The U.S dollar, gauged by the dollar index, reached a six-week high on Monday gaining ground mainly against the Swiss franc (+0.72%), Euro (+0.64%), and Canadian dollar (+0.62%) amid views that the United States has an advantage in growing its economy due to an effective vaccination program and a large pandemic relief package. Thus, the Dollar index added 0.25% on the day. Looking ahead, the latest Redbook retail sales report will help to provide insight on how the U.S retail sector is performing while Federal Reserve members Williams, Kaplan, and Mester will speak throughout the evening. On the earnings front, Amazon and Google will report their results over the day.
Investors and traders ignored modest improvements in the Eurozone Manufacturing Purchasing Managers Index and employment, preferring to concentrate on bearish fundamentals, such as vaccine supply, Italian politics, and weaker Germany retail sales data. Thus, the EUR slid 0.64% against the U.S dollar on Monday. The euro weakened after Germany reported that retail sales plunged by an unexpected 9.6% in December after tighter lockdowns last year to curb the spread of Covid-19 choked consumer spending. Italian politics is also negative as politicians have sought to find enough common ground to form another coalition government and avoid an election. Looking ahead, the first estimate of fourth-quarter eurozone GDP highlights today’s relatively quiet economic calendar while the fallout from European Union's U-turn over vaccine export controls is set to continue.
The Pound suffered from general U.S dollar demand, which contributed to extending losses for the GBP (-0.3%), on Monday. However, losses were stanched by better than expected January Manufacturing PMI, which came at 54.1 compared to previous estimates of 52.9. Nevertheless, the latest reading was the lowest in three months as producers faced weaker inflows of new export work and temporary supply-chain disruptions caused by Covid-19 restrictions and transport delays (especially at ports) following the end of the Brexit transition period. Elsewhere, while the pace of vaccinations and general pandemic news flow will remain in focus, the Nationwide Housing Price Index release is due.
The Japanese yen slid 0.23% against the greenback on Monday for the fourth trading session in a row. The overall picture is that the JPY has lost a significant amount of territory against the USD in recent weeks, after climbing to its strongest levels in 10 months at the start of 2021. This USD’s rally against the JPY seems to be driven by the notable turn higher in U.S Treasury yields, which have been boosted by rising inflation expectations, the prospect of additional fiscal stimulus, and positive vaccine progress. Later today, the Services PMI figures for January will be released. Also, further dollar demand should see the pair make further gains, pushing on from the 10-week highs that spot reached yesterday.
The Loonie weakened 0.62% against its U.S counterpart on Monday, with the CAD ignoring the oil price surge and the latest PMI figure. January PMI data pointed to a solid expansion in overall operating conditions in the Canadian manufacturing sector. Both output and new order volumes rose for a seventh successive month and firms continued to increase their purchasing activity. Nonetheless, yesterday, the market’s broad appetite was mixed, which led the USD to outperform among the G10 currencies (a sign of risk aversion). Today, in the absence of domestic headlines and ahead of the OPEC+ meeting, the CAD should trade as a function of U.S dollar flows.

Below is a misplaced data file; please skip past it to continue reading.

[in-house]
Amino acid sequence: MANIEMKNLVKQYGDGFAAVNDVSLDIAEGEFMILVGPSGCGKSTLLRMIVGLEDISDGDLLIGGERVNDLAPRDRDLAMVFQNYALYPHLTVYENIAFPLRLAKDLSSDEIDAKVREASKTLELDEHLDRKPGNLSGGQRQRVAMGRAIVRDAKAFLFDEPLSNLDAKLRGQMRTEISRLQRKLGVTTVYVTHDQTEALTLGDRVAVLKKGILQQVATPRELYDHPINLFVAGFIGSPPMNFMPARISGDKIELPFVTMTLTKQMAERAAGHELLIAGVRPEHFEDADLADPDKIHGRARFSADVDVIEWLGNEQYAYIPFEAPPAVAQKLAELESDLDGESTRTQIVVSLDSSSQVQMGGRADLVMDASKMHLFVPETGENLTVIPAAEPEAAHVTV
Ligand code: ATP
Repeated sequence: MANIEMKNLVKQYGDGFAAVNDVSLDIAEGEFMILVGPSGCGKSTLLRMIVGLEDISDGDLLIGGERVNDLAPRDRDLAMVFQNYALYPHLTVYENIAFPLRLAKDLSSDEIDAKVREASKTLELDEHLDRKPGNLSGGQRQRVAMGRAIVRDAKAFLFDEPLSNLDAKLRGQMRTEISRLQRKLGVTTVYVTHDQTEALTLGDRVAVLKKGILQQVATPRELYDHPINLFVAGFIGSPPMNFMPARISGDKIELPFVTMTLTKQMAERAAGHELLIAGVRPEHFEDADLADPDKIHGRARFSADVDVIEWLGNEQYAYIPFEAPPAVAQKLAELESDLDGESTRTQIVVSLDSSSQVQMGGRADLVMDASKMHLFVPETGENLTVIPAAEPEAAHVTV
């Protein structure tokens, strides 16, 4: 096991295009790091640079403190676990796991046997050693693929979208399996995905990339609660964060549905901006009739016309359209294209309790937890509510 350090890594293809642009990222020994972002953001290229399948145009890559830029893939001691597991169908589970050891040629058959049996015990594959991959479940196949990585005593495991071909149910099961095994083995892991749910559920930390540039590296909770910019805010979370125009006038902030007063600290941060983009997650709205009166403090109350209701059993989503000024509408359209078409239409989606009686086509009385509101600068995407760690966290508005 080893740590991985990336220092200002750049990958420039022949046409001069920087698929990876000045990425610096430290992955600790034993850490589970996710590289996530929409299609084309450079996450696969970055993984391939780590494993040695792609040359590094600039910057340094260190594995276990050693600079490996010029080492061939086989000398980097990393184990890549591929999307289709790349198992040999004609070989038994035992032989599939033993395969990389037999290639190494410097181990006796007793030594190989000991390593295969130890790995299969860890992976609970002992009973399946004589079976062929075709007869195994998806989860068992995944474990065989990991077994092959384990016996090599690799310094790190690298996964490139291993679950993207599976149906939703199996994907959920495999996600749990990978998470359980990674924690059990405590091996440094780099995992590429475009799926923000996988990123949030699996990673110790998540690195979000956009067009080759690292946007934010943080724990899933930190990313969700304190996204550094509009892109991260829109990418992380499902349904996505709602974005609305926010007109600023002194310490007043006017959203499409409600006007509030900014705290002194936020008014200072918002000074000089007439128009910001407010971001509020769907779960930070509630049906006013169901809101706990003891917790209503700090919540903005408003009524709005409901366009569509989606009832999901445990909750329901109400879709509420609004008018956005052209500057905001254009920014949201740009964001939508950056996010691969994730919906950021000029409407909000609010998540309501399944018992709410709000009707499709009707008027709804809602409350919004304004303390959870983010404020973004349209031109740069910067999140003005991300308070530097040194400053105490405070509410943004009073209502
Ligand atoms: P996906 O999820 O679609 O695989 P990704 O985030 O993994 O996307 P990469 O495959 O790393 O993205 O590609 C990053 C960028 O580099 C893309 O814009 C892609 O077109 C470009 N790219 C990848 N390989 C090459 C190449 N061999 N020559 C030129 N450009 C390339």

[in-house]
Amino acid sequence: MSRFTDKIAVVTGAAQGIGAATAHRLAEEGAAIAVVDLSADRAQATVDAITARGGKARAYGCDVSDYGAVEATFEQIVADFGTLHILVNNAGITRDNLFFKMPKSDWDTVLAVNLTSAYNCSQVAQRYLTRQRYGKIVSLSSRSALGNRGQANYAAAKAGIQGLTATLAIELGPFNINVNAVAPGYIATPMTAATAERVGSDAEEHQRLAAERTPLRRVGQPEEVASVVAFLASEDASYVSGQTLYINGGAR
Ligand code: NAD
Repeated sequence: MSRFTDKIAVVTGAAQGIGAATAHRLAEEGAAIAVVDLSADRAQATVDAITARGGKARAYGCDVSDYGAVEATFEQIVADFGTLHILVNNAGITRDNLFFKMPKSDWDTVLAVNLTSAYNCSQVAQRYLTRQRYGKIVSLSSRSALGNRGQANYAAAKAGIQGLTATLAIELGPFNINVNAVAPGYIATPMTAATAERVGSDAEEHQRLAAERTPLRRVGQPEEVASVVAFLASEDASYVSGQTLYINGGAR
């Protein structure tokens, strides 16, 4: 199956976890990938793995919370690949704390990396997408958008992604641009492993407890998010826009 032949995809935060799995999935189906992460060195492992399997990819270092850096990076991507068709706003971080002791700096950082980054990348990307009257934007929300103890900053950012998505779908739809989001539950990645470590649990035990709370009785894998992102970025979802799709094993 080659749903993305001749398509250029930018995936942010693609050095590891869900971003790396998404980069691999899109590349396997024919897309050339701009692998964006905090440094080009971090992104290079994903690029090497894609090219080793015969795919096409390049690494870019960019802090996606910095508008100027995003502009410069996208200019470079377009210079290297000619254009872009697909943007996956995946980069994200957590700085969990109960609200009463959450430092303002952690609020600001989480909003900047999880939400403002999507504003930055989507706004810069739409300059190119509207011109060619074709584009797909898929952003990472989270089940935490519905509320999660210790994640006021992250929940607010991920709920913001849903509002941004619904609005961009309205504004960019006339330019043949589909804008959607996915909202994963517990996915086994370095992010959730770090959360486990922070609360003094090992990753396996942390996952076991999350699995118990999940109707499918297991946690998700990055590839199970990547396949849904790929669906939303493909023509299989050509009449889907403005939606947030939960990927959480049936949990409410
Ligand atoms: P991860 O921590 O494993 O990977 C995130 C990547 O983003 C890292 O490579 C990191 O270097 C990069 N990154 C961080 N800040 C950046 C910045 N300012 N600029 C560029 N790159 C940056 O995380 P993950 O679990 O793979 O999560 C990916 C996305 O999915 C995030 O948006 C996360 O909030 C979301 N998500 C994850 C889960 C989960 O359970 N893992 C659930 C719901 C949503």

The Peso jumped as much as 0.8% against the U.S dollar on Monday amid a choppy trading session. The MXN’s appreciation was in tandem with a rise in silver prices, where the metal rallied by nearly 9% after retail investors started to buy the commodity. Silver has become the new focus in a broader retail trading trend sparked by social media forums. A rise in oil prices also supported the Mexican peso, where West Texas Intermediate crept up more than 3%. Today, Markit PMI will release their January report for the Mexican manufacturing sector.
The Chinese yuan depreciated 0.65% against the USD on Monday as the PMI released yesterday was worse-than-expected. The Caixin Manufacturing Index showed a drop from 53.0 in December to 51.5 in January (vs. 52.6 expected). It was the weakest reading since August. Economists explained that the drop was due to a wave of Covid-19 infections ahead of the Lunar New Year holiday next week. Moreover, the USD/CNY pair rose after China’s Central Bank added 100 billion CNY into the system, pushing down the overnight repo rate and providing liquidity to the FX market.
The Brazilian real rose 0.54% against the greenback on Monday after the PMI report showed the health of the Brazilian manufacturing industry improved further in January. However, the last reading also commented that the key worry is a notable slowdown in the growth of new orders, a key leading indicator of future hiring and production. Today, investors will focus on the result of congressional elections and trucker's strike developments. Both candidates supported by Brazil’s President Jair Bolsonaro for speakers of the Senate and the Chamber of Deputies emerged victorious in a secret election held Monday night. Meanwhile, truckers began their first day of a planned strike against rising fuel prices that raised fears of a repeat of a 2018 protest that disrupted food and fuel supplies across Brazil.